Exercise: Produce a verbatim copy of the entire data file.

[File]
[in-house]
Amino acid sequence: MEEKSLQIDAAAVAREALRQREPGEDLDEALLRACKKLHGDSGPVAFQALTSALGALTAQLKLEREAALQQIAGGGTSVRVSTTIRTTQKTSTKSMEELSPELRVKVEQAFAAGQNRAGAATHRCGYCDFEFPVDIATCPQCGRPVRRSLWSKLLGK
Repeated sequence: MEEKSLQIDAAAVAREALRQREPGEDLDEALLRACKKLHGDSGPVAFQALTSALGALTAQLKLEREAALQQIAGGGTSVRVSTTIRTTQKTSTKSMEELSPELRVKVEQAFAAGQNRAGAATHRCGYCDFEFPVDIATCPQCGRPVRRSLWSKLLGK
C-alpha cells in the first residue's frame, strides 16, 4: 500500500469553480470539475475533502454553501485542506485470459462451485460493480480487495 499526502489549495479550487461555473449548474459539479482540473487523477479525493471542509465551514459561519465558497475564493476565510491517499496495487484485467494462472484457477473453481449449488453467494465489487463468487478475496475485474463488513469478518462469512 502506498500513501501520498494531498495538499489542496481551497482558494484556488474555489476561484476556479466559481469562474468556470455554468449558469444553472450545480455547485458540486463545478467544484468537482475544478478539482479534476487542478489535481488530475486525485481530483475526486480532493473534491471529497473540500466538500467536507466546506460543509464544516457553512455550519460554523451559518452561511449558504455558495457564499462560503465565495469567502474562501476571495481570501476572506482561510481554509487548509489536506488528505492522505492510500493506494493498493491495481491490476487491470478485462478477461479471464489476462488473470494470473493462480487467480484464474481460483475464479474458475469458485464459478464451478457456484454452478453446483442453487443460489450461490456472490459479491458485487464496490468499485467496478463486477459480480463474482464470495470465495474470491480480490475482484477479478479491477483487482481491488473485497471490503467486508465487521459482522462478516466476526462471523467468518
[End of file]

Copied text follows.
[in-house]
Amino acid sequence: MEEKSLQIDAAAVAREALRQREPGEDLDEALLRACKKLHGDSGPVAFQALTSALGALTAQLKLEREAALQQIAGGGTSVRVSTTIRTTQKTSTKSMEELSPELRVKVEQAFAAGQNRAGAATHRCGYCDFEFPVDIATCPQCGRPVRRSLWSKLLGK
Repeated sequence: MEEKSLQIDAAAVAREALRQREPGEDLDEALLRACKKLHGDSGPVAFQALTSALGALTAQLKLEREAALQQIAGGGTSVRVSTTIRTTQKTSTKSMEELSPELRVKVEQAFAAGQNRAGAATHRCGYCDFEFPVDIATCPQCGRPVRRSLWSKLLGK
C-alpha cells in the first residue's frame, strides 16, 4: 500500500469553480470539475475533502454553501485542506485470459462451485460493480480487495 499526502489549495479550487461555473449548474459539479482540473487523477479525493471542509465551514459561519465558497475564493476565510491517499496495487484485467494462472484457477473453481449449488453467494465489487463468487478475496475485474463488513469478518462469512 502506498500513501501520498494531498495538499489542496481551497482558494484556488474555489476561484476556479466559481469562474468556470455554468449558469444553472450545480455547485458540486463545478467544484468537482475544478478539482479534476487542478489535481488530475486525485481530483475526486480532493473534491471529497473540500466538500467536507466546506460543509464544516457553512455550519460554523451559518452561511449558504455558495457564499462560503465565495469567502474562501476571495481570501476572506482561510481554509487548509489536506488528505492522505492510500493506494493498493491495481491490476487491470478485462478477461479471464489476462488473470494470473493462480487467480484464474481460483475464479474458475469458485464459478464451478457456484454452478453446483442453487443460489450461490456472490459479491458485487464496490468499485467496478463486477459480480463474482464470495470465495474470491480480490475482484477479478479491477483487482481491488473485497471490503467486508465487521459482522462478516466476526462471523467468518